FC project update and hardware plan

Spacefalcon the Outlaw falcon at ivan.Harhan.ORG
Mon Jul 27 09:07:13 CEST 2015

Hello FreeCalypso community,

It's been quiet here for the past 3 weeks, so I thought I would give a
little update.

The FC firmware subproject still stands where it did at the beginning
of this month: running on either Openmoko's modem or the Pirelli DP-L10,
our gcc-built fw can access the SIM, connect to a live commercial GSM
network and send and receive SMS successfully, but voice calls fail.
Investigation into why voice calls fail led me to the conclusion that
we need to load the same DSP patches as the working TCS211 reference fw
(at least the static patch) before we can proceed further; I added that
static DSP patch and enabled its loading, but it doesn't work - the
checksum reported by the DSP is wrong, indicating that the patch must
be getting loaded incorrectly.

My plan of attack is to table this firmware subproject aside and switch
to the hardware subproject.  For a long time I've been wanting to build
a Calypso GSM development board that would serve as a platform for our
firmware development and hardware experimentation, and the issue we are
having right now with that DSP patch loading is a perfect excuse to
set the fw work aside for the moment and go build that board.  Trying
to debug the DSP patch bug using currently available hw would be a pita
because we don't have any available platform that both has JTAG and
can run TCS211: the latter can only run on the GTA02 modem, and JTAG
signals of the Calypso are completely inaccessible on that hw.  But if
we build the board I have in mind, we'll have a hardware platform that
can run TCS211 *and* provides JTAG access - just what we need.

So, what is this board I want to build?  Here is what I envision:

* Core Calypso chipset and RF section using the same "variable"
  components (RF PA, VCXO etc) and wired up exactly the same way as
  Openmoko's GTA02 modem, so we can run TCS211 on it with absolutely
  minimal surgery on the binary blobs;

* External connections for the battery-emulating power supply (VBAT)
  and for the antenna just like on TI's own historical development


* Both Calypso UARTs brought out on headers, ditto for the JTAG and
  MCSI debug interfaces;

* An on-board SIM socket (obvious), a microphone and a loudspeaker for
  voice testing, connected to the respective connection points on the
  core chipset.

So how do we go about building this board?  Well, I got the schematic
design already started:


I already got the schematic design of the core section captured in my
non-graphical "schematic" language (a novel reuse of the structural
subset of Verilog, as in just wires and hierarchy instantiations), but
I have yet to capture the peripherals (connectors etc) outside of the
core section.

OK, so that's the schematic design, which is just the first half of a
board design project.  What about the other half - PCB layout?  Well,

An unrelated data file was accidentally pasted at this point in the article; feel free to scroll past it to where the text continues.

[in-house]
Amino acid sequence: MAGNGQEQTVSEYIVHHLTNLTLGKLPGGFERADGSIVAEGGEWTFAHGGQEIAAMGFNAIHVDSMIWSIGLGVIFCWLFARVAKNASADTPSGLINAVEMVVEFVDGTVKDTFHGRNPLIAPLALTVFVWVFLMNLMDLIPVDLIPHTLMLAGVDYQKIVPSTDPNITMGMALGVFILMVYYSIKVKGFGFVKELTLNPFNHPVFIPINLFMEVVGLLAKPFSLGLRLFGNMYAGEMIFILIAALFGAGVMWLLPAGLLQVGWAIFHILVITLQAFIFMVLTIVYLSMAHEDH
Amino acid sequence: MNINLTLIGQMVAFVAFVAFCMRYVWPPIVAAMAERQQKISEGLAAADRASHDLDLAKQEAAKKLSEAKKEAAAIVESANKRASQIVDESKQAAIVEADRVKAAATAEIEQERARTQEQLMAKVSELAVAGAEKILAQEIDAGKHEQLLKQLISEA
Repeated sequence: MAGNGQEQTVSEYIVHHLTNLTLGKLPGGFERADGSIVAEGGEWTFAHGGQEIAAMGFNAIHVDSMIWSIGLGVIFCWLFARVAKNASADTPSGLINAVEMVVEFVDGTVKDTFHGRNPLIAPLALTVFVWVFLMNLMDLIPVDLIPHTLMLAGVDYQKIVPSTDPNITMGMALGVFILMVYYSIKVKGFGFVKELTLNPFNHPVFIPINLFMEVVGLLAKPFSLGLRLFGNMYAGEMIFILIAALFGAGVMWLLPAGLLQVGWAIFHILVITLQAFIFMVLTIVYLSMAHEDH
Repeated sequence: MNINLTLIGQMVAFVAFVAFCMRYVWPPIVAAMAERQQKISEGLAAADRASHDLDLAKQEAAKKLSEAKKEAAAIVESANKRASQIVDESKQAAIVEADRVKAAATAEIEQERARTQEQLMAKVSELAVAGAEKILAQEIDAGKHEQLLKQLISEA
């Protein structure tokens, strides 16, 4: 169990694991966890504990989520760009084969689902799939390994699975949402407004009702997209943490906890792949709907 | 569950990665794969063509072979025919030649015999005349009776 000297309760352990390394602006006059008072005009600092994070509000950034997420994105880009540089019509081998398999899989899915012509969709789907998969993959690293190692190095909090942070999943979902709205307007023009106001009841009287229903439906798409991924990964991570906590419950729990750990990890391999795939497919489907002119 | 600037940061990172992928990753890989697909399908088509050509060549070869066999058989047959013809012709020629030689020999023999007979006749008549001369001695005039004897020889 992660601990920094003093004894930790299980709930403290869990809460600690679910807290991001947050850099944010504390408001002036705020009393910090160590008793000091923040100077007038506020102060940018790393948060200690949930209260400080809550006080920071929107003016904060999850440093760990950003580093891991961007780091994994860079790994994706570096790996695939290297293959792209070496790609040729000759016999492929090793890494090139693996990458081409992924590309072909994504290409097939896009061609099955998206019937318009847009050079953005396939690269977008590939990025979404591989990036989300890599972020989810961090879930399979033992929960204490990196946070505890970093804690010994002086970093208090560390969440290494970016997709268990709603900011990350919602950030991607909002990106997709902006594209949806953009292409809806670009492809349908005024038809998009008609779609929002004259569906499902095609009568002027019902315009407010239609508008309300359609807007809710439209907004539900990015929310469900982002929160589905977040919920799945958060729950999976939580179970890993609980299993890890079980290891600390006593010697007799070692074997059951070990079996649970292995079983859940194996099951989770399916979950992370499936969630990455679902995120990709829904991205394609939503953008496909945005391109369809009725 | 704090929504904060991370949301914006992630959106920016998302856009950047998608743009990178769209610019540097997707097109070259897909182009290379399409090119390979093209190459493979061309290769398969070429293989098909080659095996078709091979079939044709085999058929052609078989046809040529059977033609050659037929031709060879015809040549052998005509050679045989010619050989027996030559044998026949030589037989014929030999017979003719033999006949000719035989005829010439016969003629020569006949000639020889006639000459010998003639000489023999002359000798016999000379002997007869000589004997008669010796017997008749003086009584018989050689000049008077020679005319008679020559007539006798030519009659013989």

I searched high and low for a surviving copy of TI's original layout
for their Leonardo reference board (2003-2004 timeframe), but I came
up empty-handed. :(  That reference layout appears to have been lost
in the cracks of time and obscurity. :(  But thankfully we have a
fully preserved copy of Openmoko's PCB layout for their GTA02, which
was recently released by Sean Moss-Pultz (the founder of Openmoko)
upon my request:


Openmoko's PCB layout was done in PADS; the ZIP cited above contains
the original PADS file, a PDF print and the full set of gerbers.  I
can think of 3 possible ways how we could produce a PCB layout for our
FreeCalypso GSM development board based on Openmoko's:

1. If some member of our community has access to a working installation
   of PADS (a version that can successfully open and edit the PCB file
   we got from Openmoko) and is a PCB design engineer who is comfortable
   with that software, perhaps we could load Openmoko's layout into
   PADS, remove all of Openmoko's components outside of the Calypso
   modem block, add the components and connections we need (external
   power and debug connectors etc) and generate our gerbers from there.

   Advantage: most direct reuse of Openmoko's known-good PCB design,
   including all of the GHz RF critical sections.

   Disadvantage: PADS is proprietary software. :(

2. We could redraw Openmoko's PCB layout from their gerbers in a FLOSS
   EDA tool of our choice, but still copy their layout verbatim,
   millimeter for millimeter, trace for trace, via for via.

   Advantage: we would break out from the clutches of a proprietary
   EDA format while preserving the known-good PCB design as with
   option 1.

   Disadvantage: while I can't speak from experience as I don't do any
   PCB layout work myself (see below), I can only imagine that trying
   to reproduce an existing layout millimeter for millimeter etc while
   manually redrawing it in a new program would probably be an
   incredible pain.  An additional problem with reproducing Openmoko's
   layout verbatim in FLOSS PCB is that the former uses blind and
   buried vias which the latter does not support at the moment.

3. We could create a new layout of our own from scratch, working from
   the ueda-generated netlist and an approximate component placement
   guide, copying only the known-good footprints from Openmoko's PADS
   layout.  (Redraw the latter in FLOSS PCB using Openmoko's gerbers
   as the reference.)

   Advantage: a work flow most similar to how new PCB design is
   conventionally done, without the added pressure of having to
   reproduce something old that was done in a foreign tool.

   Disadvantage: no real reuse of Openmoko's known-good Calypso modem
   layout (GHz RF and all) beyond part footprints; whatever quirks
   need to be accounted for in the PCB design in order for this thing
   to work, we'll have to rediscover by trial and error - possibly
   quite expensive trial and error involving board respins.